Should the Broncos Make a Move for Jadeveon Clowney in 2014?


Oct 12, 2013; Fayetteville, AR, USA; South Carolina Gamecock defensive end Jadeveon Clowney (7) runs through a block by Arkansas Razorback offensive tackle David Hurd (69) during the first half of a game at Donald W. Reynolds Razorback Stadium. South Carolina defeated Arkansas 52-7. Mandatory Credit: Beth Hall-USA TODAY Sports

One of the most dominant–and controversial–players in all of college football is Jadeveon Clowney, the star defensive end at South Carolina.

Clowney is best known for his big hit last season against the Michigan Wolverines, which was ESPN’s top play for nearly the entire offseason. That hit earned Clowney sort of an “Andrew Luck” status for a defensive player, everyone guaranteeing he’d be the top player selected in 2014 and some even suggesting he should sit this season out so as to avoid potential injury.

It truly was a circus surrounding Clowney, and the hype only built as the offseason progressed. It was reported that the 6’5″ 270 pound kid down at SC ran a 4.5 second 40-yard dash at offseason workouts.

There was nothing Clowney could do wrong until he stepped on the field this season, and he’s not been quite as productive as he was last year, nor has he had any big hits like he had against Michigan.

Obviously, he’s not the prospect he was in 2012 (SARCASM ALERT).

Clowney is still by far the best prospect in next year’s draft, including one Teddy Bridgewater, who will be the top pick based on the fact that he plays the most important position in the NFL. In fact, there might be a few players taken ahead of Jadeveon Clowney simply because teams are so desperate for quarterbacks right now in the NFL.

John Fox knows a thing or two about dominant collegiate pass rushers. In his first year with the Carolina Panthers, the team selected former North Carolina Tar Heels star Julius Peppers, who has gone on to have a Hall of Fame career. In Fox’s first year with the Broncos, the team selected Von Miller with the second overall pick. Miller was suspended the first six games of the season, but had 30 sacks in his first two seasons with the Broncos and is well on his way to a Hall of Fame career if he wants it badly enough.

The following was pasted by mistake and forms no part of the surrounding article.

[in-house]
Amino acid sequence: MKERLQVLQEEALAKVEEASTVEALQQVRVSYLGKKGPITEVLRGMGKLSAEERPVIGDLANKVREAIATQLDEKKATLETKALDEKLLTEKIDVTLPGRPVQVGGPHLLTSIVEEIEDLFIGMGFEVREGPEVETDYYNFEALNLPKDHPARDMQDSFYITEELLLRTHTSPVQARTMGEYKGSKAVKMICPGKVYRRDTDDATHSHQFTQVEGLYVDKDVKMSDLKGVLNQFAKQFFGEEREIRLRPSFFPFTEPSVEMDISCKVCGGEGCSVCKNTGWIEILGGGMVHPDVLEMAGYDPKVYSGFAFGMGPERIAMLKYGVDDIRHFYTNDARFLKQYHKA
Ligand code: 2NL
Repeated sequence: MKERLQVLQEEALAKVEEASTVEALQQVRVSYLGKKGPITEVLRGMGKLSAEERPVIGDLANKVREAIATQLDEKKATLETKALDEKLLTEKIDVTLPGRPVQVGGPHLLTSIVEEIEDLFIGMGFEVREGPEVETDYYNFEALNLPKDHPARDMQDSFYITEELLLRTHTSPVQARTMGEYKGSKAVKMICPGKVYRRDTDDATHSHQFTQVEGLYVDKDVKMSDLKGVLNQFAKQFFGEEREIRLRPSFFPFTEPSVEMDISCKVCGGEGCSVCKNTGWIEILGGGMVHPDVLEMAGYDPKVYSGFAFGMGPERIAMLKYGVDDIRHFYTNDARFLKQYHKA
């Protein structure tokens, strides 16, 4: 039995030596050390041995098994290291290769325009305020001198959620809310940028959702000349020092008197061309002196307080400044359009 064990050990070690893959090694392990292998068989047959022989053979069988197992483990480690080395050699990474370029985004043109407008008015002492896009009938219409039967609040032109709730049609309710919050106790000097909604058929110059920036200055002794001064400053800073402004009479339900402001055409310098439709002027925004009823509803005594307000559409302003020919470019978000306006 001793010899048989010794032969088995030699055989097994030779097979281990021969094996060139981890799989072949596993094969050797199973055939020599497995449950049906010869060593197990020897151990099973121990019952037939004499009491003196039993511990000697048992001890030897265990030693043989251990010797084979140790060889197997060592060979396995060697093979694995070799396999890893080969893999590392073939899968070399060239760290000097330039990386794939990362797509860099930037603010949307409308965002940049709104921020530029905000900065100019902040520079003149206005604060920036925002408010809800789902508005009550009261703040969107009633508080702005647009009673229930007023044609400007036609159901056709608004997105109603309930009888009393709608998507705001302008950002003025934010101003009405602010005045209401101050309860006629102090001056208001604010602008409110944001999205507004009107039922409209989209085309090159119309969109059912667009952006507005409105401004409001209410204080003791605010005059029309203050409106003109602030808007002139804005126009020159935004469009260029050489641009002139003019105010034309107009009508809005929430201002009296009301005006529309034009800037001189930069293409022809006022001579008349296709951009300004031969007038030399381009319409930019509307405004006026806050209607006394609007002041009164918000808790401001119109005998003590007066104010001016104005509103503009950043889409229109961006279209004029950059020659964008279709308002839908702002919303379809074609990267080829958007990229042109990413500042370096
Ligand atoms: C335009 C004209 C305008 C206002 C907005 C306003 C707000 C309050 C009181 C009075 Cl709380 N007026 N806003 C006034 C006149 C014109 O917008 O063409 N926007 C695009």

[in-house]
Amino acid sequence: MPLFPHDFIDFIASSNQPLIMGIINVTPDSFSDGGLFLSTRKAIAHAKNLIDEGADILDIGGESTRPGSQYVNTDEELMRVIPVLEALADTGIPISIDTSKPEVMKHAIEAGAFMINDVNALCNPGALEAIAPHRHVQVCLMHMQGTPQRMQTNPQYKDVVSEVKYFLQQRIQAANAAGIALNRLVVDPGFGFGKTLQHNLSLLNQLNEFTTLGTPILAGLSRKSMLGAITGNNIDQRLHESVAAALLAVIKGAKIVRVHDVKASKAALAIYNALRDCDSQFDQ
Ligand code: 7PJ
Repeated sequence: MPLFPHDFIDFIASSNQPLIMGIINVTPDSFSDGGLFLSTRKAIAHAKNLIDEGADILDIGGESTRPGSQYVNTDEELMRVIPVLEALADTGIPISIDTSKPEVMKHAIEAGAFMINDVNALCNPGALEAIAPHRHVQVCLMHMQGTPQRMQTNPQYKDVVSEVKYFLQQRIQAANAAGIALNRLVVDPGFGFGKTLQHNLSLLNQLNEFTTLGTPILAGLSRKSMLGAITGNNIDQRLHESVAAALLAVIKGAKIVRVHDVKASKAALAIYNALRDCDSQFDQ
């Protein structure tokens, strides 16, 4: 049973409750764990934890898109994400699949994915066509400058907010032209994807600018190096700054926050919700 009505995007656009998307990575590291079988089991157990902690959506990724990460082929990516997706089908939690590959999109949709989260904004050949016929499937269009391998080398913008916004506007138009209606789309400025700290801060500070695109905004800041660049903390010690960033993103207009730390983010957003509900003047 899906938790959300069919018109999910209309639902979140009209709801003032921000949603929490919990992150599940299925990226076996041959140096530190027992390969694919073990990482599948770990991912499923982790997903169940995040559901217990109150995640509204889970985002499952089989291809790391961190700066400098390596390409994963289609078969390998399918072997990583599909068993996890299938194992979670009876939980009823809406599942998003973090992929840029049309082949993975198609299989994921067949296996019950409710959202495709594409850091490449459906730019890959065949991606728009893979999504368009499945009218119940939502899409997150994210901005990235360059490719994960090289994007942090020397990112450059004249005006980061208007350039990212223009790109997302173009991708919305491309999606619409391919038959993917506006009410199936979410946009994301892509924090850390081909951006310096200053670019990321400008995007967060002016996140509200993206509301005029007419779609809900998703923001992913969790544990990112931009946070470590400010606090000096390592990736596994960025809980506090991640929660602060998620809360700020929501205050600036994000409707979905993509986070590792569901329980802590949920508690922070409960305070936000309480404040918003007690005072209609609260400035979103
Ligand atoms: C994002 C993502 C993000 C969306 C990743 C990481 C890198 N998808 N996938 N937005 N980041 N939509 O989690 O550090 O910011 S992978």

So, I pose the question–with the Broncos most certainly not picking in the top 20 this season, perhaps not even in the top 30, would it be worth it to make a big move for Clowney, who is undeniably the top defensive prospect in the 2014 NFL Draft?

There are a few things to consider, so I’ll lay them out.

1. Peyton Manning

How much longer will Manning play? He signed a five-year deal, and entering 2014, he’ll be in the third year of that deal. If Manning plays until he is 40 (he easily could), that would give the Broncos another three years with him as the QB and three more years with which to develop someone underneath him.

2. Future Draft Picks

How valuable are the Broncos’ future first-round draft picks? Is it worth giving up a 2014 and 2015–dare I say a third in 2016?–draft pick to get Clowney? Certainly draft weekend wouldn’t be as fun for Broncos fans, especially me because I’m obsessed with the draft.

3. Future Contracts

The Broncos need to be able to afford their current star players that are due for pay days. Before 2016, the Broncos will need to get new contracts to Von Miller, Demaryius Thomas, Wesley Woodyard, DRC, etc., etc…

4. Future Roster Depth

Of course, dealing a lot of premiere draft picks for one player will poke holes in your future roster depth. Are the Broncos good enough now to afford that?


I think it would be a serious long-shot to think the Broncos will try and trade up for a guy like Jadeveon Clowney, especially because some team picking that high isn’t probably going to want to trade the pick away anyway. However, it’s something to consider as defensive end is almost assuredly the Broncos’ top need going into next offseason.

Getting a star like Clowney and adding him to a unit that features Von Miller is a very enticing thought, but probably more of a pipe dream than anything else.